Introduction Introduction Chapter 5 Chapter 5
Chapter 1 Chapter 1 Chapter 6 Chapter 6
Chapter 2 Chapter 2 Notes for Indicators Notes
Chapter 3 Chapter 3 Notes for boxes Notes for boxes
Chapter 4 Chapter 4 Indicators Indicators
CHAPTER 5 Printer Friendly printer friendly version
Chapter 1 Urbanization and Sustainability in the 21st Century

Cities: Burden or Blessing?

Taking the Broader View

Looking Beyond the Local

Land Cover Changes

Cities and Climate Change

Poverty and Vulnerability to Natural Disasters

Sea Level Rise: Not If but When, and How Much?

Adapting to Climate Change

Local Actions, Global Consequences: Global Change, Local Impact

Land Cover Changes

Rapid expansion of urban areas changes land cover and causes habitat loss. Chapter 4 noted how the combination of urban population growth, decreasing densities and peri-urbanization could convert large chunks of valuable land to urban uses in coming decades.

The environmental challenges posed by the conversion of natural and agricultural ecosystems to urban use have important implications for the functioning of global systems. How serious they are depends on where and how urban localities will expand. They depend even more on the patterns of consumption that city populations impose.

 “Urban footprints” spread well beyond the immediate vicinity of cities, particularly in developed countries. Rising incomes and consumption in urban areas lead to increasing pressure on natural resources, triggering land-use and land-cover changes in their zones of influence, sometimes over vast areas. This typically causes much greater losses of habitat and ecosystem services than urban expansion itself.

For example, tropical forests in Tabasco were razed to provide space for cattle, in response to rising demand for meat in México City, 400 km away. Rising demand for soybeans and meat in China’s urban areas, added to the demand from Japan, the United States and Europe, is accelerating deforestation in the Brazilian Amazon.(6)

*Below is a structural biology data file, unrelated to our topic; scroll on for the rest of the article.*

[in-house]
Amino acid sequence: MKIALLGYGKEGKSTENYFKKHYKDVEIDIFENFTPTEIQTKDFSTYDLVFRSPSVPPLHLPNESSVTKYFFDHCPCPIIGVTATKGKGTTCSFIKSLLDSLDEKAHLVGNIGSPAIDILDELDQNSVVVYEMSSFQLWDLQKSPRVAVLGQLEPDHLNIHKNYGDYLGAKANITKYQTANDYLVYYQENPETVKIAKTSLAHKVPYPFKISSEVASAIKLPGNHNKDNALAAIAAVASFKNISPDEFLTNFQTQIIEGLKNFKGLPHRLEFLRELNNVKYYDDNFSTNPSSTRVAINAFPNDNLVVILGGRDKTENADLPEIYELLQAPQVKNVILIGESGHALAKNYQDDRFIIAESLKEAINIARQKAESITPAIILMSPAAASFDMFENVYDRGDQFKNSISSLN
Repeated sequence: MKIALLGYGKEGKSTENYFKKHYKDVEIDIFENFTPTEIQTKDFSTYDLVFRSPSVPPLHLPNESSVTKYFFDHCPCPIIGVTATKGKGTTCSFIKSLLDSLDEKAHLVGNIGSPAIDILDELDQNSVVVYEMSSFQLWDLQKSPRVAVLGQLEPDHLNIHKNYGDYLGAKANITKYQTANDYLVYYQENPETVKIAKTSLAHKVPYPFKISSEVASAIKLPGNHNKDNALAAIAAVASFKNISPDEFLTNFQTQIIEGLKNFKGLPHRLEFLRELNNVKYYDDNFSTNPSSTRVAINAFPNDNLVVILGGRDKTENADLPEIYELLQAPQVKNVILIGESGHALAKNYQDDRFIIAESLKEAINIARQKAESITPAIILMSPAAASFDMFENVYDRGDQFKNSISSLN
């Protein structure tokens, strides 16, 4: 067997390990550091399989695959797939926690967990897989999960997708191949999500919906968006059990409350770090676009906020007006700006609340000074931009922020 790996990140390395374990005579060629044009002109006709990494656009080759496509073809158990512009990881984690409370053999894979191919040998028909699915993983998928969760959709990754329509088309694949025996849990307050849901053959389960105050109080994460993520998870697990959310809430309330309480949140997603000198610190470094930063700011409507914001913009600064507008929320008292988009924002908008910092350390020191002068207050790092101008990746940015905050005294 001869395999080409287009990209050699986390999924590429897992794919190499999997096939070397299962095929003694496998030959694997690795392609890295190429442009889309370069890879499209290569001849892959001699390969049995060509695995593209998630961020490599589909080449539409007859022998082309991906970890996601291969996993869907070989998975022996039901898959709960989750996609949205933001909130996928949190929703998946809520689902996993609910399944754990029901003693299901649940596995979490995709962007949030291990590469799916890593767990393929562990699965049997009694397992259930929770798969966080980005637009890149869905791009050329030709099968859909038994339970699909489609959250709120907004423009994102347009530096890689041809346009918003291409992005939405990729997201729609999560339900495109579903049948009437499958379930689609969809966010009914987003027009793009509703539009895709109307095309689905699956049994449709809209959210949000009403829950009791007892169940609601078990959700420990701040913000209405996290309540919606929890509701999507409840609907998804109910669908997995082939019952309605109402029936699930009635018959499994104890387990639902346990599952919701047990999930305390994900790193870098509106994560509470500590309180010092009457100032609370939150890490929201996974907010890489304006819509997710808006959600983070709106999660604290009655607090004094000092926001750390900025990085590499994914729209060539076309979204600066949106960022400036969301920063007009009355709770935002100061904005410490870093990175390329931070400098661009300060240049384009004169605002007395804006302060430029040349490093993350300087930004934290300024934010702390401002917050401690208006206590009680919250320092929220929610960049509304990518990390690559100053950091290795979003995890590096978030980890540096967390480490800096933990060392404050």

The “urban footprint” concept, which has been used to describe this expansion of the perimeter of urban consumption, is now quite familiar.(7)But many people take it to mean that urban concentration itself is the problem, rather than consumption by a large number of more or less affluent people. Evidently, urban centres in poor countries do not have the same footprint as those in developed countries.

The concept of the environmental transition brings out the differences between cities in high- and low-income countries.(8)In cities of poorer countries, environmental problems are local and mostly concern health, such as inadequate water and sanitation, poor air quality (inside houses as well as outside) and limited or no waste dis­posal. As average incomes increase, these immediate problems are not so pressing, but changes in productive activities and consumption patterns increase the impact on surrounding rural areas. In more affluent cities, local and regional impacts have usually declined through extended environmental regulation, investment in waste treatment and pollution control, and a shift in the economic base from industry to services. But affluence increases impact on global environmental burdens such as climate change.

The issue of water is particularly relevant in this discussion. The dependence of cities on a guaranteed supply of water makes significant demands on global fresh water supplies. Cities already compete with the much larger demands of agriculture for scarce water resources in some regions such as the south-western United States, the Middle East, southern Africa, parts of Central Asia and the Sahel. In extreme cases—for instance, the Cutzmala system supplying México City—whole communities are flooded or relocated to make way for water supply infrastructure. This will be seen on a monumental scale should China complete the South-North Water Diversion.(9)Ultimately, cities outbid rural and agricultural users for available water supplies.(10)

Urban areas can affect water resources and the hydrological cycle in two other main ways: first, through the expansion of roads, parking lots and other impervious surfaces, which pollute runoff and reduce the absorption of rainwater and aquifer replenishment; and, secondly, through large-scale hydroelectric installations that help supply urban energy needs.(11)

These examples illustrate the complexities of addressing the impacts of cities on the biophysical system and highlight the need for a broad and integrated perspective.